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December 19, 2006
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COLUMBUS, Ohio -With all the talk about a showdown with defending national champion Florida on Saturday, No. 3 Ohio State seemed to forget it had another game to play.
"Iowa State did a tremendous job and came to play," Buckeyes coach Thad Matta said. "As I told our guys, we were not mentally as ready as we needed to start this basketball game. I d]on't know how or why, but it's a good lesson for a young basketball team."
The Buckeyes (10-1) finished the game on an 18-3 run over the final 5:45.
Matta said he didn't think his team was looking past the Cyclones.
"It's hard to tell at times when you're dealing with young men, where their minds are," he said. "Obviously, that weighs in. But I don't know. I knew we had a war on our hands tonight."
The same schools meet for the football national championship on Jan. 8 in Glendale, Ariz.
Playing before a raucous crowd of 18,905 at Value City Arena, the Buckeyes struggled most of the game before Conley led a defensive charge that turned it into a rout.
"We just stepped up our defense," Conley said. "We came out playing a fullcourt press and that got us going. We got a lot of transition buckets from that. I fed off of that energy that everybody was giving at that time, especially defense. I just tried to make things happen and help our team get over this hump."
Conley, who played with Oden at Indianapolis' Lawrence North High School, had three steals and six assists and seemed to grab every loose ball and make every deflection in the waning moments.
It was something Oden had seen Conley do during their high school years.
"He did it when he wanted to," Oden said. "If he wanted to, he would take over."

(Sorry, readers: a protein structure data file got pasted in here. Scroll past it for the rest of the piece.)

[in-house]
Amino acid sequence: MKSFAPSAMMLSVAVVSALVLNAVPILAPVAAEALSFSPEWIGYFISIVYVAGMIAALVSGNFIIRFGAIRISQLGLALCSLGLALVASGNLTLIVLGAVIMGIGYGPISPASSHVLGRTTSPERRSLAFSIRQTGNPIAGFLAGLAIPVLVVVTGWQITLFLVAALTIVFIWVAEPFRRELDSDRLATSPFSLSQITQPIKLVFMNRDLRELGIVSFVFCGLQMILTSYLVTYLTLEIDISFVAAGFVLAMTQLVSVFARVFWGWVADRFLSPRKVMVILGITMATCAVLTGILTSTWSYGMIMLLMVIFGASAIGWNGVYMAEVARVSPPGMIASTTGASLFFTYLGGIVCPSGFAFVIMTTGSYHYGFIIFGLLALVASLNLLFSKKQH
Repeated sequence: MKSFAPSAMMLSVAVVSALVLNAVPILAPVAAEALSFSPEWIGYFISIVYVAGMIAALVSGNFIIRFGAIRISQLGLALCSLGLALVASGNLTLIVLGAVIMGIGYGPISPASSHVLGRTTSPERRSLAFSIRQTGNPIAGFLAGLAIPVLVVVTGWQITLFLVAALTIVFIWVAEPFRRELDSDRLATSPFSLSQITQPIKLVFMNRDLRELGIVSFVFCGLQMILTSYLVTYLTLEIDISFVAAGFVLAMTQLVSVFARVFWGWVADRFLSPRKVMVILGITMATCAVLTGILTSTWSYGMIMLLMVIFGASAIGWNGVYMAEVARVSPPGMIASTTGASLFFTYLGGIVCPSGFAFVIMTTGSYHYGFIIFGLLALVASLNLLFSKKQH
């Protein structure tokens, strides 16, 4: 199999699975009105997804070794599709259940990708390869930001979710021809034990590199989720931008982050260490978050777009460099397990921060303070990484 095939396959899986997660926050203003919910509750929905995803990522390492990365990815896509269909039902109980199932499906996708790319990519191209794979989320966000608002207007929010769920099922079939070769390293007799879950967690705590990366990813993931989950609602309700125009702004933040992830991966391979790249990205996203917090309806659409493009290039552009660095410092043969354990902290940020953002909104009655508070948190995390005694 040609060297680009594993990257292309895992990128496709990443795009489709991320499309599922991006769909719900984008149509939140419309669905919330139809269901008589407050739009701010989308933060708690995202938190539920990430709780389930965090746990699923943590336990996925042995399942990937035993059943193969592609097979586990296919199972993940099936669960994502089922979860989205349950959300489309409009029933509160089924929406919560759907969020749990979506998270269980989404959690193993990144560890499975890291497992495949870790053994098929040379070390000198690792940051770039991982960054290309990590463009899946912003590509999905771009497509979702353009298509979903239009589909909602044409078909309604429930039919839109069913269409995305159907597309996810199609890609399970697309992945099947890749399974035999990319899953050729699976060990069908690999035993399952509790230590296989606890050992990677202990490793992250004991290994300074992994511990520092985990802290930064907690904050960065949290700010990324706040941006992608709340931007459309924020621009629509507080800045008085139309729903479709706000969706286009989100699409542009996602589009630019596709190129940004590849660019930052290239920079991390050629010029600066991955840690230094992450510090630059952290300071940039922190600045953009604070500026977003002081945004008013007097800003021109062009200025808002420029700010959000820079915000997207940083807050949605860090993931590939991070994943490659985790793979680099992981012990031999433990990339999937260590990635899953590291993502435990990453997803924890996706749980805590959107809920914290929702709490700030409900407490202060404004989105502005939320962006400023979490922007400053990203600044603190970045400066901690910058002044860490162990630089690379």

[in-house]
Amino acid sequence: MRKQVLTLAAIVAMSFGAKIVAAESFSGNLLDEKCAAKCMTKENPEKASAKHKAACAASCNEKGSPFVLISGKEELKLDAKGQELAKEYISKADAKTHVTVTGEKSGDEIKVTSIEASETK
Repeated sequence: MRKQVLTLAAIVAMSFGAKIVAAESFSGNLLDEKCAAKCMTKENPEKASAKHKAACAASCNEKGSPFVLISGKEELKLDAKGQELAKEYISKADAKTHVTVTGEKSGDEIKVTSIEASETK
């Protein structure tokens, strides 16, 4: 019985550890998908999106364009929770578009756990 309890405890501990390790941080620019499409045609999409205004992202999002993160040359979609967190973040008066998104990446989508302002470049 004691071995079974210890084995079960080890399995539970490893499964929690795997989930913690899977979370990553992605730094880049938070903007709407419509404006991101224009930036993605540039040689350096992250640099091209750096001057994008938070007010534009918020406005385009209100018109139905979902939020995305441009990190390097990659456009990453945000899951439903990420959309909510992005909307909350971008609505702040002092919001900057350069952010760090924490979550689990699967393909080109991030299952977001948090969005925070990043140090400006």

"The team that we played today didn't back down," Cook said. "We came out thinking that Iowa State was going to back down, but they didn't. They played harder than what we thought and they kind of shocked us."
The Buckeyes ran off 15 straight points in the first half and seemed to have the game in hand before Iowa State fought back to draw to 29-28 at halftime. Taylor had 13 points for the Cyclones, twice banking in 3-pointers including one with 2 seconds left.
Iowa State, using most of the shot clock each time it had the ball, refused to buckle after Ohio State scored nine of the first 11 points in the second half. The Cyclones pulled within two points twice before the Buckeyes scored on five consecutive possessions to take a 62-53 lead.
After Taylor hit a 3-pointer with 3:52 left, the Cyclones didn't score again as the Buckeyes closed on a 13-0 run.
"A lack of discipline cost us this game," Iowa State coach Greg McDermott said. "Their ability to make plays and our inability to respond hurt us down the stretch."
Oden had a plastic cast to protect his right hand and wrist. He had surgery on that wrist in June to repair ligament damage and did not play in the Buckeyes' first seven games. Oden also had his left hand wrapped in white tape because of a jammed thumb he said he had had for weeks.
"I felt fine," he said. "If I would have gotten a transition dunk I would have felt better."
He had nine rebounds, one block and one assist.
The Buckeyes shot 53 percent from the field with Oden - who came in shooting 90 percent - going 8-of-15.
Ohio State was 13-of-15 from the free throw line while the Cyclones - content to work the ball around the perimeter and pump up jumpers - only got to the line twice.
The loudest cheers of the night may have come with both teams in the locker rooms at halftime. The top-ranked Ohio State football team was honored for winning its first outright Big Ten title since 1984. Heisman Trophy-winnning quarterback Troy Smith, coach Jim Tressel and most of the team filed onto the court.
Smith lifted the Heisman over his head with the crowd roaring.